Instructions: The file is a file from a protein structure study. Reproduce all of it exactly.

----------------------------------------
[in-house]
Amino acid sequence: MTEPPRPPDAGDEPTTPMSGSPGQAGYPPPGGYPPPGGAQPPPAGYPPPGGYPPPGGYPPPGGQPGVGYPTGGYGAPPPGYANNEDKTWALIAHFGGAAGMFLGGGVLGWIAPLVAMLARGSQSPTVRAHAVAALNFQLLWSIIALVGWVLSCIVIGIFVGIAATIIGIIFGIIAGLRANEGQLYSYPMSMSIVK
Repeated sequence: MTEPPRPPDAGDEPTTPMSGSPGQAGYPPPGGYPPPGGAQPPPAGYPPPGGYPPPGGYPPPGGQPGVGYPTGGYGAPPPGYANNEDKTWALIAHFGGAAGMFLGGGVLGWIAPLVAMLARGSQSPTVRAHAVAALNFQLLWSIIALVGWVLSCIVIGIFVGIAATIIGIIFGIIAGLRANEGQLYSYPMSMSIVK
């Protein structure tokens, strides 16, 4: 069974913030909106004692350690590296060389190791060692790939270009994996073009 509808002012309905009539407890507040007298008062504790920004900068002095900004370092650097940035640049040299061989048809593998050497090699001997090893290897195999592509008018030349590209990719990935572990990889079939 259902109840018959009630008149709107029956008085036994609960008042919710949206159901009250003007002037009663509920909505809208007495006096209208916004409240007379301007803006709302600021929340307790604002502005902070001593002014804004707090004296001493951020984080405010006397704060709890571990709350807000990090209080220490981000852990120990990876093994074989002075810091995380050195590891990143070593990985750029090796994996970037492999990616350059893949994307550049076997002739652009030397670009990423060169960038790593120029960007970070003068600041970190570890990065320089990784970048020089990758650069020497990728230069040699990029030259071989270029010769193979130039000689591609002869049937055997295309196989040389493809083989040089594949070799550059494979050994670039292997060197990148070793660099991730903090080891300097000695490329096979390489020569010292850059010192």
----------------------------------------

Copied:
[in-house]
Amino acid sequence: MTEPPRPPDAGDEPTTPMSGSPGQAGYPPPGGYPPPGGAQPPPAGYPPPGGYPPPGGYPPPGGQPGVGYPTGGYGAPPPGYANNEDKTWALIAHFGGAAGMFLGGGVLGWIAPLVAMLARGSQSPTVRAHAVAALNFQLLWSIIALVGWVLSCIVIGIFVGIAATIIGIIFGIIAGLRANEGQLYSYPMSMSIVK
Repeated sequence: MTEPPRPPDAGDEPTTPMSGSPGQAGYPPPGGYPPPGGAQPPPAGYPPPGGYPPPGGYPPPGGQPGVGYPTGGYGAPPPGYANNEDKTWALIAHFGGAAGMFLGGGVLGWIAPLVAMLARGSQSPTVRAHAVAALNFQLLWSIIALVGWVLSCIVIGIFVGIAATIIGIIFGIIAGLRANEGQLYSYPMSMSIVK
């Protein structure tokens, strides 16, 4: 069974913030909106004692350690590296060389190791060692790939270009994996073009 509808002012309905009539407890507040007298008062504790920004900068002095900004370092650097940035640049040299061989048809593998050497090699001997090893290897195999592509008018030349590209990719990935572990990889079939 259902109840018959009630008149709107029956008085036994609960008042919710949206159901009250003007002037009663509920909505809208007495006096209208916004409240007379301007803006709302600021929340307790604002502005902070001593002014804004707090004296001493951020984080405010006397704060709890571990709350807000990090209080220490981000852990120990990876093994074989002075810091995380050195590891990143070593990985750029090796994996970037492999990616350059893949994307550049076997002739652009030397670009990423060169960038790593120029960007970070003068600041970190570890990065320089990784970048020089990758650069020497990728230069040699990029030259071989270029010769193979130039000689591609002869049937055997295309196989040389493809083989040089594949070799550059494979050994670039292997060197990148070793660099991730903090080891300097000695490329096979390489020569010292850059010192």